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Seeking justice for Abu Akleh and Israel’s apartheid victims

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Picture: Ahmad Gharabli/AFP – A mural depicting slain Palestinian-American journalist Shireen Abu Akleh is illuminated on a street in the town of Umm Al-Fahm in northern Israel, earlier this month. The Israeli army conceded that one of its soldiers had likely shot Palestinian-American reporter Abu Akleh in May after having mistaken her for a militant.

By Shenilla Mohamed

Shireen Abu Akleh was holding a notebook, gathering the facts and reporting them honestly. She died at the hands of a murky organisation holding precise weaponry but using it unlawfully, consistently ignoring its own procedures and international standards, covering up facts that it found uncomfortable.

That organisation is the Israeli army. Within it, someone pulled the trigger, someone green-lighted the shooting, and someone decided to shield those criminally responsible for the killing. For a military that prides itself on a high level of training and the precision of its weaponry, the Israeli military “accidentally” hit an awful lot of civilians.

On May 11, Abu Akleh, a Palestinian-American journalist with 25 years of experience working on the front line for Al Jazeera, was killed by an Israeli soldier. Another journalist, Ali al-Samoudi, was shot and injured nearby. They had been covering a raid by Israeli forces in Jenin refugee camp in the northern West Bank in the Occupied Palestinian Territories (OPT).

These simple facts – who did what, where, when, to whom: the basics of good journalism – shocked all of us watching the news that morning. But the Israeli army’s evasion of responsibility in the following months, culminating in its statement last week, made us angry.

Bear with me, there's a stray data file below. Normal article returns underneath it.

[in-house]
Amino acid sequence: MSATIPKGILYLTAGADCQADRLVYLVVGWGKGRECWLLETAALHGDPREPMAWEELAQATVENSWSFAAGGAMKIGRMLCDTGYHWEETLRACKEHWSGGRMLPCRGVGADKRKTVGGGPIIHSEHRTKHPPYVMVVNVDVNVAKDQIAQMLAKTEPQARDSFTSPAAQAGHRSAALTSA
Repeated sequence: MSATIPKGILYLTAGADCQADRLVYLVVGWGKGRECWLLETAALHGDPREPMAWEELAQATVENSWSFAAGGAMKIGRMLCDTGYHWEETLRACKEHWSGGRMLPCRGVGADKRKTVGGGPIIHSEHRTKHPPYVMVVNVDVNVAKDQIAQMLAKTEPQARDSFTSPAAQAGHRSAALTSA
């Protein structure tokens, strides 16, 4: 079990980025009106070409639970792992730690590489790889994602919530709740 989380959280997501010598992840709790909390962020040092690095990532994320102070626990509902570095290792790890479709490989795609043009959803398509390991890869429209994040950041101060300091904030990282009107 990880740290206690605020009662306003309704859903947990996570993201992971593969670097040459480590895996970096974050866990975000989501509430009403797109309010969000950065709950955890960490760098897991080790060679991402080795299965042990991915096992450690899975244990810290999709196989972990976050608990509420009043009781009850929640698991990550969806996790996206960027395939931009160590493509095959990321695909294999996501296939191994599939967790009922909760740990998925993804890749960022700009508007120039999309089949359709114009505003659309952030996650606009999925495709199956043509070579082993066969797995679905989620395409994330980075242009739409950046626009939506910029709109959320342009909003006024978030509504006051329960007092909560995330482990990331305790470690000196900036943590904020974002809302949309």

The Israeli army said there was “high possibility” that one of its soldiers had killed Abu Akleh, but that no charges would be pressed. For decades, Israeli, Palestinian and international human rights organisations have published ample evidence of unlawful killings committed by the Israeli army.

Yet Israel’s rules on opening fire have still not been brought into line with international standards, and impunity has permeated the military, legal and political ranks. The persistent disregard for human life, human rights, justice and truth makes the failures of the Israeli authorities a deliberate policy. Amnesty International has found that the pattern of unlawful killings forms part of Israel’s regime of oppression and domination over Palestinians – a system and crime of apartheid.

States have an obligation to investigate all unlawful killings in a prompt, thorough, independent and impartial manner. Eliminating impunity in cases of killed journalists is crucial to achieving a safe environment for the media.

The Israeli army sent the opposite message about Abu Akleh’s killing: it ignored independently researched evidence from multiple sources including Israeli human rights organisation B’Tselem, investigative organisation Bellingcat, reliable witnesses from Al-Jazeera and other media, and forensic experts working with CNN. Whether the military’s investigation was “prompt” is for readers to judge: does it take nearly four months to write two pages of whitewash?